Dual-mode vehicle transportation systems of the auto-train and bus-train types are those systems in which one vehicle, adapted for highway use, and so used at one or both ends of a trip, is carried for an intermediate portion of the trip on another vehicle, which in this case is a railroad car designed for this use. These systems are to two types-those adapted to carry passenger automobiles, described as auto-train systems, and those adapted to carry buses and described as bus-train systems. These are two types of auto-train: those for long-haul trips of several hundreds of kilometers in which passengers ride in other passenger cars of the same train and those for short-haul service in which passengers remain in and ride in the automobiles. Bus-train services are adapted to some special classes of service: airport access, commuter service, and possible moderate-distance interregional travel. The short-haul auto-train is principally of value as a means of traversing a natural barrier, such as a mountain range or a body of water. Auto-train may also have carrier cars of the bus type in their consist, as well as carrier cars for trucks. The auto-train and bus-train applications of dual mode offer potentials for competitive types of service for both long-and relatively short-haul trips. There is an obvious weight penalty per passenger when a road vehicle containing the passengers is carried on a special railroad car. But under certain conditions, especially those requiring the availability of the automobile at both ends of the rail link, these systems offer capacities greater than those possible with purely highway systems, and also higher speeds. The latter should offset loading delays. Bus-train operation similarly has the weight disadvantage, but provides a one-seat ride and can also take passengers to destinations not on rail lines. It may also permit passengers to be transported in a freight mode of rail operation. In each of these applications, the ultimate criterion is economic: the ability of dual mode to provide competitive service. In particular, dual-mode applications of this type may offer potentials for service in situations where it could not otherwise be provided. /Author/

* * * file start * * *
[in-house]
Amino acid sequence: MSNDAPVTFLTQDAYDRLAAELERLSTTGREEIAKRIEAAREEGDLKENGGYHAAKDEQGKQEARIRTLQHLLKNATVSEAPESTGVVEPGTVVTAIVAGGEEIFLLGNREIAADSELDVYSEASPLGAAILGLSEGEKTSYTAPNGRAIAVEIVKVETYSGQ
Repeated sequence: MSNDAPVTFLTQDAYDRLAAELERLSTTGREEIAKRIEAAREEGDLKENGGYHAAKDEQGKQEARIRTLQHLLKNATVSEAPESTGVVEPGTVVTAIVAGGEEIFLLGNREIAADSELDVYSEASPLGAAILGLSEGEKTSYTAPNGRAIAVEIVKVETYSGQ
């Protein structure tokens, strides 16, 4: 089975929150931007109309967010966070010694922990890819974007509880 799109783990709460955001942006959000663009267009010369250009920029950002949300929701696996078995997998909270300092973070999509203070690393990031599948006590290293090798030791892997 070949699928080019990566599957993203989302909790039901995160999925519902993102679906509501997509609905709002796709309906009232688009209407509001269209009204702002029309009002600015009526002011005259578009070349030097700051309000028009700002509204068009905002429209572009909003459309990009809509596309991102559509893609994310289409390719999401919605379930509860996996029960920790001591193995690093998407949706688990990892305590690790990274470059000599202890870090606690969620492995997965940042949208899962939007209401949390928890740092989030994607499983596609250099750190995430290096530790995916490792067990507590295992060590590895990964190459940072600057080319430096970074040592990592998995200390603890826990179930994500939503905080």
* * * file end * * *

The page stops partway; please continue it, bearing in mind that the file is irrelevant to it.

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    • This paper appears in Dual Mode Transportation, which is a publication containing the proceedings of a conference conducted by the Transportation Research Board, May 29-31, 1974. Distribution, posting, or copying of this PDF is strictly prohibited without written permission of the Transportation Research Board of the National Academy of Sciences. Unless otherwise indicated, all materials in this PDF are copyrighted by the National Academy of Sciences. Copyright © National Academy of Sciences. All rights reserved
  • Corporate Authors:

    Transportation Research Board (TRB)

    Washington, DC   
  • Authors:
    • Miller, David R
    • Holden, William H T
  • Conference:
  • Publication Date: 1976

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  • Accession Number: 00149236
  • Record Type: Publication
  • Files: TRIS, TRB, ATRI
  • Created Date: Mar 15 1977 12:00AM